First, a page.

Downstream projects bode well for Papua New Guinea’s fisheries industry

A wave of new fish processing facilities is galvanising downstream activity across Papua New Guinea (PNG), paving the way for the $408m fisheries sector to transform itself into a billion-dollar industry.

PNG’s 3.1m-sq-km fishing zone is the second-largest in the South Pacific, yielding up to 20% of the global annual tuna catch. However, until recently, the country was losing an estimated two-thirds of its potential downstream and value-added business due to a lack of domestic processing facilities.

A major policy change giving PNG greater control over the fleets operating in its waters has proved to be a key driver of industry growth.

Previously, operations were dominated by several bi-lateral annual access arrangements, which granted the fleets of signatory nations open access to PNG’s fisheries zone. Under the newly introduced “vessel day” scheme, which was rolled out by the National Fisheries Authority (NFA), PNG can prioritise vessels opting to have their catch processed on its shores when distributing its fishing licences.

The reform has triggered a wave of new investment, which is boosting downstream and value-added activities. Exports rose 26% to reach 91,267 tonnes last year, up from 72,114 tonnes in 2010. The industry’s domestic processing capacities are expected to more than double by 2015.

Expansion gains pace

PNG is already home to four commercial tuna canneries, which have a combined maximum daily processing capacity of 640 tonnes. One new plant recently opened its doors, with two additional facilities set to begin operating before the end of 2014.

Philippine firms, Frabelle and Century Canning, have joined Thailand’s Thai Union at the $30m Majestic Seafoods development near Lae, which launched in early October and is the region’s largest fish processing plant, with a capacity of 350 tonnes per day (t/d).

It will soon be joined by the $15m Nambawan Seafoods cannery, a joint venture between Trans Pacific Journey Fishing Corporation and TSP Marine Industries, both of the Philippines, which will be capable of processing 150 t/d.

Meanwhile, the $27m, 200-t/d Niugini Tuna project, which is under construction, will be one of the first plants to open in PNG’s Pacific Marine Industrial Zone (PMIZ) in Madang.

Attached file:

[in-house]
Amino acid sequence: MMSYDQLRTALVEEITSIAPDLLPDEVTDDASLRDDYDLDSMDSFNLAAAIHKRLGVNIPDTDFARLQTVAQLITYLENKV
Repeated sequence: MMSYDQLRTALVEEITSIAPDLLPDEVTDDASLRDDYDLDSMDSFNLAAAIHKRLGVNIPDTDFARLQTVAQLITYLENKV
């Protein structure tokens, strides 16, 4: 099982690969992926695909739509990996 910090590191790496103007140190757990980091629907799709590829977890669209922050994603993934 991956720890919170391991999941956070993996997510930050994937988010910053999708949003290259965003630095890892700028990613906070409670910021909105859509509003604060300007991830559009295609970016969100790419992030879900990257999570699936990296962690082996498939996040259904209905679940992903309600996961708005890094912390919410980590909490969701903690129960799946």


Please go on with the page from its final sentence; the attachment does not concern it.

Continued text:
New investors

Firms from the Philippines, which have been active in PNG’s tuna industry since 1995, are now looking to further develop their interests in the country. Tuna accounts for 93% of PNG’s fish exports.

Cencon Packaging has begun constructing a can-making plant to supply tuna canneries, while Rell & Renn Fishing Corp plans to establish a katsuobushi (dried tuna) plant and a fresh fish operation on Manus Island.

Investors from elsewhere are looking to join the Philippines and Thailand by acquiring a share of PNG’s expanding fisheries market. The NFA is considering four applications for foreign direct investment projects in the tuna industry. Korea’s Dongwon Industries and Halisheng, a Chinese firm, are each seeking permission to construct a 200-t/d processing plant, while the French SAPMER Group hopes to roll out a $500m processing plant, a 300-metre wharf, cold storage plant and ship repair yard in the PMIZ.

Looking long term

The government sees PNG’s fisheries industry as key to its plans for developing sustainable economic activity long term.

“Unlike copper, gas or oil, fisheries are sustainable when well managed, and we need to ensure we pursue downstream processes, add value and create wealth for Papua New Guineans,” Mao Zeming, the minister for fisheries and marine resources, told OBG.

According to Sylvester Pokajam, the NFA’s managing director, new facilities are expected to pave the way for PNG to become the world’s second-largest exporter of tinned fish, ahead of both the Philippines and Ecuador. Further expansion is also expected to create more than 22,000 jobs, he told OBG in an interview.

Despite high levels of international interest, investors face several challenges to doing business in PNG, led by infrastructure shortfalls, which can translate into high capital costs.

Weaknesses in PNG’s surveillance capabilities are also a pressing concern for investors. The World Bank estimates that poaching of PNG’s marine resources costs the industry $860m per year.

Offshore, the Department of Defence has been granted funding to improve its maritime surveillance capabilities. Other initiatives include a new $34.8m National Surveillance Centre in Port Moresby and the purchase of three additional patrol boats from the Philippines this year.

The NFA’s National Tuna Fishery Management Plan, together with upgrades to tracking and safety requirements on all vessels shipping in PNG’s waters, will also increase maritime security. Collectively, PNG’s efforts to step up security in its fishing zone should dovetail well with onshore reforms, as the country continues its drive to build new industry growth.

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